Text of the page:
11. Pulao Rice – This was pretty easy. I used brown rice so I changed the water proportion and cooking time, but it came out very nice and I liked it. I wasn’t super fond of the whole idea of having to pick out all the whole cloves, cardamom pods, and other such things though.

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12. Chickpea Curry – I was prepping my ingredients for this and it calls for a 4-oz piece of ginger, thinly sliced. I only have (frozen) grated ginger, so I got it out and the frozen glob I had weighed exactly four ounces. The problem is that four ounces of grated ginger is like… a CUP’S worth. So I called out into the twitterverse and got confirmation that for the amount of curry, that seemed like an awful lot. So I decided to do 2 ounces instead. The end result was a curry with a good flavour… under an intense heat. I burned my entire digestive tract raw and had steam coming out my ears from eating it. So yeah, I doubt I’ll be making this again.

13. Saffron Rice – I made this to go with the abovementioned curry as per the book’s suggestion. It was okay. I wasn’t overly thrilled with it.

From the interwebs:

14. Parmesan Muffins – A friend made these and raved about them, so I decided to try them, because I need to get more savoury muffins into my culinary repertoire. They were excellent! I used flax instead of eggs (so 2T ground flax and 6T warm water), and I was too tired/lazy to make my favourite almond parmesan so I just used some Daiya mozzarella shreds I had in my freezer. And I left out the sugar.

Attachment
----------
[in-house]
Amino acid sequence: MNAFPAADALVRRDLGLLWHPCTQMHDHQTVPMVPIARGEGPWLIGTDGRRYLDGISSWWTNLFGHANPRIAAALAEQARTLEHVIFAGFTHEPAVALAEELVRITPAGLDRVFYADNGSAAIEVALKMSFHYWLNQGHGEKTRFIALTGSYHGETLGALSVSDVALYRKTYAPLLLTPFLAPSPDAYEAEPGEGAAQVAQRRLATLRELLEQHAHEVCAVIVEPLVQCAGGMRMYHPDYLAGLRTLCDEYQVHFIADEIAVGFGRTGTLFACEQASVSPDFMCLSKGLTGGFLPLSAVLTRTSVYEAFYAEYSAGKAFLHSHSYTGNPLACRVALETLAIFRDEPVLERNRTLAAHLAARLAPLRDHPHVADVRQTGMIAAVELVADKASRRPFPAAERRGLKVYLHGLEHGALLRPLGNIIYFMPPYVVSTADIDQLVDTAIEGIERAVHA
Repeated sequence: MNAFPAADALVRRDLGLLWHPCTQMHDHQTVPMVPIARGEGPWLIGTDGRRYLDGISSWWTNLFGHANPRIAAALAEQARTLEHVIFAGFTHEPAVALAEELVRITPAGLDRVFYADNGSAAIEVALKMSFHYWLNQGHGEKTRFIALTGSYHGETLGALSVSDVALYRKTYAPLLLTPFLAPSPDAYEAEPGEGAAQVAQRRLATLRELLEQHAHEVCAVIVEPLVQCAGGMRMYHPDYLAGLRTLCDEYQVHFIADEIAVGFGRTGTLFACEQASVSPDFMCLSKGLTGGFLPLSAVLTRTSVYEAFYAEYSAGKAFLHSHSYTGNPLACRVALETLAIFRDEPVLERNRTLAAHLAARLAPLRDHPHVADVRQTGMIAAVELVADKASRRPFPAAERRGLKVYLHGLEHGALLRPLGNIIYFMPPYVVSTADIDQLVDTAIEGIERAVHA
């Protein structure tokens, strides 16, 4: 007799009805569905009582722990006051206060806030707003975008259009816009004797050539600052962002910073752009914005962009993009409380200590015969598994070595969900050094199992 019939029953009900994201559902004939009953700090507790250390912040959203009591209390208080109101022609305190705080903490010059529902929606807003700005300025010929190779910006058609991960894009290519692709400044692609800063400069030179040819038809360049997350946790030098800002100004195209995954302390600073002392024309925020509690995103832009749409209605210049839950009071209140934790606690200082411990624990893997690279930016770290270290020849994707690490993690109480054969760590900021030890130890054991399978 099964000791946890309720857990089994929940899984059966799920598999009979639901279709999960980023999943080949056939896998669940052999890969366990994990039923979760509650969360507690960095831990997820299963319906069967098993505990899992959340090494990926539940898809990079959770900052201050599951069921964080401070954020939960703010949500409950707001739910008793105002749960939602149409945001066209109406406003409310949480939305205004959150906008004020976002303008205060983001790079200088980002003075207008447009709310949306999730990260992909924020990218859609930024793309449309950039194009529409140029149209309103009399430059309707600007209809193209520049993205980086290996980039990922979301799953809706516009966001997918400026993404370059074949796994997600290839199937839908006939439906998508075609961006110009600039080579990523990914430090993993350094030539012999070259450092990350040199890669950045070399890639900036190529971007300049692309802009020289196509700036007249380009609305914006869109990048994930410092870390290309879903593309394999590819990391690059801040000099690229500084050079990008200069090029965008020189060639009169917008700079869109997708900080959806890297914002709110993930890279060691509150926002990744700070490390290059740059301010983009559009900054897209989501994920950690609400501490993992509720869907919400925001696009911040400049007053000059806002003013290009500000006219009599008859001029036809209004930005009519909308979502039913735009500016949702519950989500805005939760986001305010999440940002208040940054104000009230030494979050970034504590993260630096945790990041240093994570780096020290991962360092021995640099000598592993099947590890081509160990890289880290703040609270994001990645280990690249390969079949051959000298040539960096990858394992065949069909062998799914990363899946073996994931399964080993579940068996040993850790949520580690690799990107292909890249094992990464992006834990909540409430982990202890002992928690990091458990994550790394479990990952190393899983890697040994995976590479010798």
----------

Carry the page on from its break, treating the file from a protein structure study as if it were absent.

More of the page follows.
15. Brownie Coco-Nut-Butter Cups – !!!!!!! YUM !!!!!! So, I made these for a potluck and forgot to take them with me. Oops. What a tragedy. 😉

From Vegan Simplicity:

16. Vegan Red Beans and Rice – This was good, but not great, which seems to be (so far) my reaction to most of Mark Anthony’s recipes. I bought this cookbook when he came and did a presentation/cooking class at our church and really haven’t used it much yet, so I definitely want to give it more of a chance before passing judgement. At any rate, this called for 3/4 cup of vegan margarine. O_O It also didn’t *look* super appetising.

17. Sri Lankan Style Mixed-Bean Soup – No picture; it looked sludgy and not super appealing, kind of pooplike, so like the red beans above the visual appeal was nil. But it tasted pretty good.

From Vegan Sandwiches Save the Day: